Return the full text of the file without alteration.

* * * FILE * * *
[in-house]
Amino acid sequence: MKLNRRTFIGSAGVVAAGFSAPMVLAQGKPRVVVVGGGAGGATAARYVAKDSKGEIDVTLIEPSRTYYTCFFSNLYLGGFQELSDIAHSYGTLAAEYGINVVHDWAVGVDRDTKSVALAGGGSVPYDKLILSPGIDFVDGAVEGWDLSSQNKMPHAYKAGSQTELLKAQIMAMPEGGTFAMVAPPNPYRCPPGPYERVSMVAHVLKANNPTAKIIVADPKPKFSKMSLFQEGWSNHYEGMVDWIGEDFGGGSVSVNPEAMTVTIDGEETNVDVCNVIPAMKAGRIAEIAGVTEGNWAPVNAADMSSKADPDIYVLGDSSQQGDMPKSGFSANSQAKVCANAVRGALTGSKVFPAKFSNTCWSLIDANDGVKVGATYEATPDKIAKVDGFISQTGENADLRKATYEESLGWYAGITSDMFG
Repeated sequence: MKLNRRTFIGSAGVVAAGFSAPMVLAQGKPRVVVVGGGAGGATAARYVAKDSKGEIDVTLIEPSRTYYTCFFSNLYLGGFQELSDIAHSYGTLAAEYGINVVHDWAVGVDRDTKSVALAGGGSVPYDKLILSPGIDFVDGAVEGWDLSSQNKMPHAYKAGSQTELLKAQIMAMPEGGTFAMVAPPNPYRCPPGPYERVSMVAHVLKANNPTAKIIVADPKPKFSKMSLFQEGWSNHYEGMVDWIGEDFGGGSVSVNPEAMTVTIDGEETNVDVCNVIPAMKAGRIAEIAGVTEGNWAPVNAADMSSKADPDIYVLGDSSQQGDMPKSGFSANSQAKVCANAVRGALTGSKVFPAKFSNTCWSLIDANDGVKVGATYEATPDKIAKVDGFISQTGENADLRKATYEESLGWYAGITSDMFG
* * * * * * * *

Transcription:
[in-house]
Amino acid sequence: MKLNRRTFIGSAGVVAAGFSAPMVLAQGKPRVVVVGGGAGGATAARYVAKDSKGEIDVTLIEPSRTYYTCFFSNLYLGGFQELSDIAHSYGTLAAEYGINVVHDWAVGVDRDTKSVALAGGGSVPYDKLILSPGIDFVDGAVEGWDLSSQNKMPHAYKAGSQTELLKAQIMAMPEGGTFAMVAPPNPYRCPPGPYERVSMVAHVLKANNPTAKIIVADPKPKFSKMSLFQEGWSNHYEGMVDWIGEDFGGGSVSVNPEAMTVTIDGEETNVDVCNVIPAMKAGRIAEIAGVTEGNWAPVNAADMSSKADPDIYVLGDSSQQGDMPKSGFSANSQAKVCANAVRGALTGSKVFPAKFSNTCWSLIDANDGVKVGATYEATPDKIAKVDGFISQTGENADLRKATYEESLGWYAGITSDMFG
Repeated sequence: MKLNRRTFIGSAGVVAAGFSAPMVLAQGKPRVVVVGGGAGGATAARYVAKDSKGEIDVTLIEPSRTYYTCFFSNLYLGGFQELSDIAHSYGTLAAEYGINVVHDWAVGVDRDTKSVALAGGGSVPYDKLILSPGIDFVDGAVEGWDLSSQNKMPHAYKAGSQTELLKAQIMAMPEGGTFAMVAPPNPYRCPPGPYERVSMVAHVLKANNPTAKIIVADPKPKFSKMSLFQEGWSNHYEGMVDWIGEDFGGGSVSVNPEAMTVTIDGEETNVDVCNVIPAMKAGRIAEIAGVTEGNWAPVNAADMSSKADPDIYVLGDSSQQGDMPKSGFSANSQAKVCANAVRGALTGSKVFPAKFSNTCWSLIDANDGVKVGATYEATPDKIAKVDGFISQTGENADLRKATYEESLGWYAGITSDMFG